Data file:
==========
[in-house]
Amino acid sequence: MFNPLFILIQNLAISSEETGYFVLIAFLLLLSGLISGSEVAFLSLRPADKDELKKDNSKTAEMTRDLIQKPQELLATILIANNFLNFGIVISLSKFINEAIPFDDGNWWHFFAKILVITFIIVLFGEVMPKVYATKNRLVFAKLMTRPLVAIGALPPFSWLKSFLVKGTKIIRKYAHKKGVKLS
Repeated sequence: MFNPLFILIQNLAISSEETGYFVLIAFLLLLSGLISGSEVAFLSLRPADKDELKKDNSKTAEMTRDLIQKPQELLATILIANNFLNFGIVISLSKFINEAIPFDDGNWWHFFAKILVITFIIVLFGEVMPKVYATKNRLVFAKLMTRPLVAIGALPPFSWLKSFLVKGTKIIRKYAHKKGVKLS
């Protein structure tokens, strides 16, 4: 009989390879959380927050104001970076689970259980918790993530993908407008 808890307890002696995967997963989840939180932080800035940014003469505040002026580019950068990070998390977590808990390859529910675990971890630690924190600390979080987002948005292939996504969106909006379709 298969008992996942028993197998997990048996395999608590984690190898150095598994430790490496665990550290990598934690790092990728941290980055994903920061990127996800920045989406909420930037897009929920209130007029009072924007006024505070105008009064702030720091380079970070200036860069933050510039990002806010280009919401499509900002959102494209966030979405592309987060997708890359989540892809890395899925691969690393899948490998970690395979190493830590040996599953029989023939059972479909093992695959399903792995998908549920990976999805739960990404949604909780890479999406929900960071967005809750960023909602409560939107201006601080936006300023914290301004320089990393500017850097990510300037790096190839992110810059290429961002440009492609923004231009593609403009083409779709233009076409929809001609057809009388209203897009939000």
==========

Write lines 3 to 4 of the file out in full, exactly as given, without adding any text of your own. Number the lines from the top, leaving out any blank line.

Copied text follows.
Repeated sequence: MFNPLFILIQNLAISSEETGYFVLIAFLLLLSGLISGSEVAFLSLRPADKDELKKDNSKTAEMTRDLIQKPQELLATILIANNFLNFGIVISLSKFINEAIPFDDGNWWHFFAKILVITFIIVLFGEVMPKVYATKNRLVFAKLMTRPLVAIGALPPFSWLKSFLVKGTKIIRKYAHKKGVKLS
């Protein structure tokens, strides 16, 4: 009989390879959380927050104001970076689970259980918790993530993908407008 808890307890002696995967997963989840939180932080800035940014003469505040002026580019950068990070998390977590808990390859529910675990971890630690924190600390979080987002948005292939996504969106909006379709 298969008992996942028993197998997990048996395999608590984690190898150095598994430790490496665990550290990598934690790092990728941290980055994903920061990127996800920045989406909420930037897009929920209130007029009072924007006024505070105008009064702030720091380079970070200036860069933050510039990002806010280009919401499509900002959102494209966030979405592309987060997708890359989540892809890395899925691969690393899948490998970690395979190493830590040996599953029989023939059972479909093992695959399903792995998908549920990976999805739960990404949604909780890479999406929900960071967005809750960023909602409560939107201006601080936006300023914290301004320089990393500017850097990510300037790096190839992110810059290429961002440009492609923004231009593609403009083409779709233009076409929809001609057809009388209203897009939000």